For feminists examining muliebrity (the condition of being a woman), or soothsayers putting out their latest vaticination (prophecy), the available lexicon may soon get slimmer. The lexicographers behind Britain's Collins English Dictionary have decided to exuviate (shed) rarely used and archaic words as part of an abstergent (cleansing) process to make room for up to 2,000 new entries. "We want the dictionary to be a reflection of English as it is currently spoken," says Ian Brookes, managing editor of Collins, "rather than a fossilized version of the language."
Good luck with that. Here in Old Blighty, the birthplace of English, the dictionary's compilers face passionate resistance from language lovers who believe that any cull reduces the richness and variety that make language powerful and leaves us all a bit dumber. "Newspapers are often accused of setting their reading level for 12-year-olds," one opponent wrote on an online message board. "Spare us dictionaries that do the same!"
Collins' editors know that old words die hard and that some people will vilipend (regard with contempt) any execution without a fair trial. So they've offered the chance of a reprieve. They have made public 24 words that face deletion because editors could find no example of their use in their database of English-language books, newspapers, broadcasts and other media. If, by February 2009, a word reappears in that database with at least six "high quality" citations, it could be spared from the semantic dustbin. "We're looking to see if dropping a little stone in the pond of language actually does generate ripples," says Brookes.
A number of public figures in Britain have stepped forward to champion specific words, hoping to demonstrate they are compossible (possible in coexistence) with everyday speech. Andrew Motion, Britain's poet laureate since 1999, selected skirr, which refers to the rattling, scratchy noise that a bird's wings make during flight. "It's an appealing word with an onomatopoeic value and resonance," he says. Motion, an avid bird watcher, has already used the word on an evening radio program and hopes to include it in a poem if he can do so without "wrenching things around too much."
Stephen Pound, the Labour MP from Ealing North, will advocate caliginosity (dimness, darkness) on the floor of Parliament. "I shall be drawing the Prime Minister's attention in a fairly obscure and abstruse way to the word: 'Amid the global fiscal turmoil, we sought illumination but found only caliginosity.' " The exercise has already influenced Pound's speech: in the course of a 12-min. interview, he used the word 15 times.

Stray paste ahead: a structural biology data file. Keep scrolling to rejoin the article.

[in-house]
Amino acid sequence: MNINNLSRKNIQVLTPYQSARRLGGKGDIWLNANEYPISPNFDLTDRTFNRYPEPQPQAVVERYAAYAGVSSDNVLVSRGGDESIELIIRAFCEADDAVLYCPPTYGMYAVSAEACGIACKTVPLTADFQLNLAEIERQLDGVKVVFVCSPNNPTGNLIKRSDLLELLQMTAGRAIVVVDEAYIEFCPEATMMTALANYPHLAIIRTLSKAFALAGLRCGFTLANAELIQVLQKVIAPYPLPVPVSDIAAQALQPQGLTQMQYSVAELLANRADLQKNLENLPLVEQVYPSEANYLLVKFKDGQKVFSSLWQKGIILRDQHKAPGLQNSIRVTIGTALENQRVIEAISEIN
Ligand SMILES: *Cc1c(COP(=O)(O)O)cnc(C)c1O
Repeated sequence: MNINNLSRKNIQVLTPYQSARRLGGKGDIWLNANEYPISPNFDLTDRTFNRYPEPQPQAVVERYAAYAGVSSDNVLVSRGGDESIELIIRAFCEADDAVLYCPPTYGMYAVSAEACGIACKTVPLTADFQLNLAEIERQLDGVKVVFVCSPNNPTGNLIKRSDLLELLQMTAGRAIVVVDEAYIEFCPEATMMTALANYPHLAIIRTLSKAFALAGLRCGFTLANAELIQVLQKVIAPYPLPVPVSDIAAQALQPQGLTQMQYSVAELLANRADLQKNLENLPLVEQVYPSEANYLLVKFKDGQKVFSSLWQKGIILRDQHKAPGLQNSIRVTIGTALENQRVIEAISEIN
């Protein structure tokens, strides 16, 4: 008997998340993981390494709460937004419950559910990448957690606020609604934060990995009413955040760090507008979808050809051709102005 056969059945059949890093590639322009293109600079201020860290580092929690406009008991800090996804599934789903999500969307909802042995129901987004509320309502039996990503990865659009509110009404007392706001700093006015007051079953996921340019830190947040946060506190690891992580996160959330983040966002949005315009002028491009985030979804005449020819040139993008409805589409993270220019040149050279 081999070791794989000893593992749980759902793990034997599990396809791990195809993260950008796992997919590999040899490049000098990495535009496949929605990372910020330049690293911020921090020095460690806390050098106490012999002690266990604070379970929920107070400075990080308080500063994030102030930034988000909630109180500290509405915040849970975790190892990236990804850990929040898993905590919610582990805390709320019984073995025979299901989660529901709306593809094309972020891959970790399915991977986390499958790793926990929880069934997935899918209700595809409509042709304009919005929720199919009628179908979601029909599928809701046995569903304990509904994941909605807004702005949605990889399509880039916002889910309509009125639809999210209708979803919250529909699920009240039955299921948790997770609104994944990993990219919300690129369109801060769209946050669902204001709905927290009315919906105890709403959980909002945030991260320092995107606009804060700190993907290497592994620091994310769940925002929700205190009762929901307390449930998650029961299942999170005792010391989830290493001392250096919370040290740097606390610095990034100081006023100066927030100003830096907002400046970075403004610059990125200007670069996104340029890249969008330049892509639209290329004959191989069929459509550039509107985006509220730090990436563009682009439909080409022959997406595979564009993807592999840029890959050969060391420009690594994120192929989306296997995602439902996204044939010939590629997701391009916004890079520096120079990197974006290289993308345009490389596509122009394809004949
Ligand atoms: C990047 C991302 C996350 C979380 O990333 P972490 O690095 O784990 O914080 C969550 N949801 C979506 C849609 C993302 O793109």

Collins warns that it will discount any artificial use of the endangered words, meaning Motion's readers and Pound's constituents must actually take them up themselves. There's certainly interest in doing so. The Times of London asked readers to vote for the word they most felt should be spared from oblivion and attracted more than 11,000 votes in a week. The word embrangle (to confuse or entangle) won with 1,434 votes, while fubsy (short and stout) came in a distant second. Roborant (tending to fortify) and nitid (bright, glistening) failed to shine; they finished last, drawing roughly 550 votes between them.
Despite his deftness at manipulating language, Motion believes some words should be sacrificed for their clumsiness. "Nobody in their right mind, unless they are taking the piss, is going to say, 'I went on an agrestic retreat,' " he says, "because you've got the word rural to do it for you."
But reaction to the potential axing of words has revealed specialized meanings that seem to have escaped the dictionary's compilers. David Pybus, a perfumer in London, says agrestic's alternate meaning should qualify it for preservation: "It is used," he says, "in the perfume and flavor industry quite extensively to describe an aroma note or type which is 'of the countryside,' such as hay, heather, forest depths or meadow." Who knew? Elsewhere, fantasy-game devotees have rushed to the defense of periapt (a charm or amulet), which they know from the popular Dungeons & Dragons game, and geologists have pointed out the utility of griseous (streaked or mixed with gray) in describing rocks and minerals. Apparently, one man's linguistic recrement (waste, refuse) is another man's treasure.